Posted On March 11, 2022

What Does Radically Ordinary Hospitality Look Like?

by | Mar 11, 2022 | Featured, The Gospel and the Christian Life

Seeking to Serve

Radically ordinary hospitality—those who live it see strangers as neighbors and neighbors as family of God. They recoil at reducing a person to a category or a label. They see God’s image reflected in the eyes of every human being on earth. They know they are like meth addicts and sex-trade workers. They take their own sin seriously—including the sin of selfishness and pride. They take God’s holiness and goodness seriously. They use the Bible as a lifeline, with no exceptions.

Those who live out radically ordinary hospitality see their homes not as theirs at all but as God’s gift to use for the furtherance of his kingdom. They open doors; they seek out the underprivileged. They know that the gospel comes with a house key. They take biblical theology seriously, as well as Christian creeds and confessions and traditions.

Offering radically ordinary hospitality is an everyday thing at our house. It starts early, with minestrone soup simmering on one burner and a pot of steamed rice warming on another. It ends late, with Kent making beds on the couches and blowing up air mattresses for a traveling, stranded family. A truly hospitable heart anticipates everyday, Christ-centered table fellowship and guests who are genuinely in need. Such a heart seeks opportunities to serve. Radically ordinary hospitality doesn’t keep fussy lists or make a big deal about invitations. Invitations are open.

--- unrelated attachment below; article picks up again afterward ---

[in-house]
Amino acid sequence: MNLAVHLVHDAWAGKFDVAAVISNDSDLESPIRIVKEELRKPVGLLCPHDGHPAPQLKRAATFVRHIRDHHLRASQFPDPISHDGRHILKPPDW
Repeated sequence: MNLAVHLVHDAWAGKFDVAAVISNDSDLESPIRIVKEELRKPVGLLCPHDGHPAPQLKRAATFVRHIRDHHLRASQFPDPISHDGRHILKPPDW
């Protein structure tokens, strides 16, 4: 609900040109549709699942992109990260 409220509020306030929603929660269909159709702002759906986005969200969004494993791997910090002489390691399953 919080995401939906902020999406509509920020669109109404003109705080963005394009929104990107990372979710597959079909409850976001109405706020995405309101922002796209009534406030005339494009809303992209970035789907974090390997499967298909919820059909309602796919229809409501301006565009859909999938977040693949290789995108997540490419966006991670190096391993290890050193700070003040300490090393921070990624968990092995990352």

Radically ordinary hospitality is reflected in Christian homes that resemble those of the first century. Such homes are communal. They are deep and wide in Christian tradition and practice. As Christians we are a set-apart people, and we do things differently. We don’t worry about what the unbelieving neighbors think, because the unbelieving neighbors are right here sharing our table, and they are more than happy to tell us what they think.

Practicing radically ordinary hospitality necessitates building margin time into the day, time where regular routines can be disrupted but not destroyed. This margin stays open for the Lord to fill—to take an older neighbor to the doctor, to babysit on the fly, to make room for a family displaced by a flood or a worldwide refugee crisis.

Living out radically ordinary hospitality leaves us with plenty to share, because we intentionally live below our means.

In radically ordinary hospitality, host and guest are interchangeable. If you come to my house for dinner and notice that I am still teaching a math lesson to a child, and my laundry remains on the dining room table unfolded, you roll up your sleeves and fold my laundry. Or set the table. Or load the dishwasher. Or feed the dogs. Radically ordinary hospitality means that hosts are not embarrassed to receive help, and guests know that their help is needed. A family of God gathering daily together needs each and every person. Host and guest are permeable roles.